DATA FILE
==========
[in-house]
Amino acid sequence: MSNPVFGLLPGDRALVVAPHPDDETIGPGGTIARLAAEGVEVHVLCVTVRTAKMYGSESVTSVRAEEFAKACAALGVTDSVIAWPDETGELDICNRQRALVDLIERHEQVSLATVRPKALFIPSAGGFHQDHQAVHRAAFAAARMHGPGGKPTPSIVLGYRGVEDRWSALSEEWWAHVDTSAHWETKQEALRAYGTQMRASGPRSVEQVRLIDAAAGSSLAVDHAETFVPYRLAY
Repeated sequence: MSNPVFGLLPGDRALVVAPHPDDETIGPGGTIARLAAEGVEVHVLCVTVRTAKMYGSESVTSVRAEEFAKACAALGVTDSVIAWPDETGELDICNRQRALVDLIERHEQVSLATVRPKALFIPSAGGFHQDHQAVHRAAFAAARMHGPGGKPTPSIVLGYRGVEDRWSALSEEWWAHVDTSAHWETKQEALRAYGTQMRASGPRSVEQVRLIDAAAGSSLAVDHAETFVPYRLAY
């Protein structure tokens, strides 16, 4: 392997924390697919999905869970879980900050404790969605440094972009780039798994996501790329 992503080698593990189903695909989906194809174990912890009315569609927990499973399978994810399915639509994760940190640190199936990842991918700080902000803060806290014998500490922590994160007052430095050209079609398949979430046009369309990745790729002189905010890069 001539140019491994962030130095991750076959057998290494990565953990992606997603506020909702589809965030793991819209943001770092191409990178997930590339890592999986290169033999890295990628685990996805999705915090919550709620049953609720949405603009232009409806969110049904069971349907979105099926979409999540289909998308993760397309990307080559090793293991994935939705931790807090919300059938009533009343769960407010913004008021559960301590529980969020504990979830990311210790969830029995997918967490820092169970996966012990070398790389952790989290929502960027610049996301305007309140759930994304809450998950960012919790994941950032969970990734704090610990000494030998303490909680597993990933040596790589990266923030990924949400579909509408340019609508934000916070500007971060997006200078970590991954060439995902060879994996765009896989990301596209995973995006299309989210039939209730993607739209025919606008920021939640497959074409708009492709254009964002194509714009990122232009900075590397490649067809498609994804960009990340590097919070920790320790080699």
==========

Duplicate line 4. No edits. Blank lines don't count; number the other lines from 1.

């Protein structure tokens, strides 16, 4: 392997924390697919999905869970879980900050404790969605440094972009780039798994996501790329 992503080698593990189903695909989906194809174990912890009315569609927990499973399978994810399915639509994760940190640190199936990842991918700080902000803060806290014998500490922590994160007052430095050209079609398949979430046009369309990745790729002189905010890069 001539140019491994962030130095991750076959057998290494990565953990992606997603506020909702589809965030793991819209943001770092191409990178997930590339890592999986290169033999890295990628685990996805999705915090919550709620049953609720949405603009232009409806969110049904069971349907979105099926979409999540289909998308993760397309990307080559090793293991994935939705931790807090919300059938009533009343769960407010913004008021559960301590529980969020504990979830990311210790969830029995997918967490820092169970996966012990070398790389952790989290929502960027610049996301305007309140759930994304809450998950960012919790994941950032969970990734704090610990000494030998303490909680597993990933040596790589990266923030990924949400579909509408340019609508934000916070500007971060997006200078970590991954060439995902060879994996765009896989990301596209995973995006299309989210039939209730993607739209025919606008920021939640497959074409708009492709254009964002194509714009990122232009900075590397490649067809498609994804960009990340590097919070920790320790080699």